Monitoring your network traffic, proxy logs, and changes to the services running on your hosts for strange patterns can pay off big time.  Since we can’t count on signatures to find every type of malware you may encounter, look for strange behavior for the early warning signs.

I found Microsoft’s analysis of the malware problem to be pretty interesting and I am looking forward to reviewing the rest of the Security Intelligence Report for nuggets of wisdom – I’ll post more soon!


Aug 15

The latest in anti censorship tech

When I read about Telex, a research project aimed at making it easier to get past Internet censorship, my “split personality” – lover of freedom and justice versus corporate security guy kicked in right away.  You see, if widely implemented, Telex would make it much easier and safer for people living under repressive regimes to get past said regimes’ censorship of the Internets.  Built on client software, some clever crypto in packet headers and servers hosted by friendly ISPs, Telex would turn the idea of a proxy server inside out, effectively making the entire Internet (it’s a series of tubes, you know) one big proxy.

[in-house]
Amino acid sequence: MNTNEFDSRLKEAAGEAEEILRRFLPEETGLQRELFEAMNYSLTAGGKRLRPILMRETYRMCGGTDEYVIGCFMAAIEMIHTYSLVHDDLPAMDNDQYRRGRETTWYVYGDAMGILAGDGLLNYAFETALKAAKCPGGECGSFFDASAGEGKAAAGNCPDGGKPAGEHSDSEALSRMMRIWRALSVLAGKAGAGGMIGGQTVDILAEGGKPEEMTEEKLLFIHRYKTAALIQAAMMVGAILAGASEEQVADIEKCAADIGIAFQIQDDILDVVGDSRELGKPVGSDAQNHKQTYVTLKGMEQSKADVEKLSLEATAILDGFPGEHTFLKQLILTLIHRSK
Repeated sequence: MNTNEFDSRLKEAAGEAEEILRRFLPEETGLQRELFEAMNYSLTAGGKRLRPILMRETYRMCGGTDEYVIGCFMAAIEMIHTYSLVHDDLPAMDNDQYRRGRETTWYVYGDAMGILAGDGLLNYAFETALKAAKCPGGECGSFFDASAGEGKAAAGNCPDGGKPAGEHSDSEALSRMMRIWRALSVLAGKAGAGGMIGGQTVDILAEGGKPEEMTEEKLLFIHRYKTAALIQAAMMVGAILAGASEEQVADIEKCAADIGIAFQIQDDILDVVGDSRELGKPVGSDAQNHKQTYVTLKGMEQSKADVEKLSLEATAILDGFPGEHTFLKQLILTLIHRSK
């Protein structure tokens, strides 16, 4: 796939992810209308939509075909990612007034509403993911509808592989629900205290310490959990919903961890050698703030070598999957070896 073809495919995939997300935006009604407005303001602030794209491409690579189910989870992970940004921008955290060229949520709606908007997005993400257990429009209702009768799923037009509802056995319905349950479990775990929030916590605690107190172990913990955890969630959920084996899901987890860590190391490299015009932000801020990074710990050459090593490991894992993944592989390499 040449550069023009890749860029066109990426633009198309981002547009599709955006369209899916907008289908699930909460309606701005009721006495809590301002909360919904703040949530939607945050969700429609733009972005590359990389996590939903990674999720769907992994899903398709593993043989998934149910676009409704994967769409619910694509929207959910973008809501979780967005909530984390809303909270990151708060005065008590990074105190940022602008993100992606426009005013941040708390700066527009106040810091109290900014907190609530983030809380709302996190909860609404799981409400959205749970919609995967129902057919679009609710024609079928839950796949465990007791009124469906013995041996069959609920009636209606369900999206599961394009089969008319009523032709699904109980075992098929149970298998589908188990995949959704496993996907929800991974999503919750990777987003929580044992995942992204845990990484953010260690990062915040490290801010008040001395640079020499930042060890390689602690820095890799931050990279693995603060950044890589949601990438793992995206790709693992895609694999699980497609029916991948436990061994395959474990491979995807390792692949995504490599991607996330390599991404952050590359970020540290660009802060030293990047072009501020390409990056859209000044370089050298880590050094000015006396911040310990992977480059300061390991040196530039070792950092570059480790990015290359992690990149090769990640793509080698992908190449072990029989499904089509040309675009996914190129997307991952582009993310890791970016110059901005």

This would be really great – I would love to see the US government as well as non profit organizations host Telex servers to allow people in China, the middle east, and other places where freedom of expression is curtailed… however, Telex would also make my job as a security professional that much more difficult.  By installing a Telex client, the users on my corporate network might be able to bypass the web filtering we have put in place.  While some of that filtering is aimed at keeping people away from “non work appropriate sites,” there are other reasons to filter Internet access in the workplace as well.  For example, we block access to sites known to host malware.  We block access to sites which would put us in violation of various legal and regulatory mandates.  These are all legitimate things to do in a corporate environment, and our employees have unfettered access to the Internet outside of the office.  Employees using a system like Telex would put our company at risk.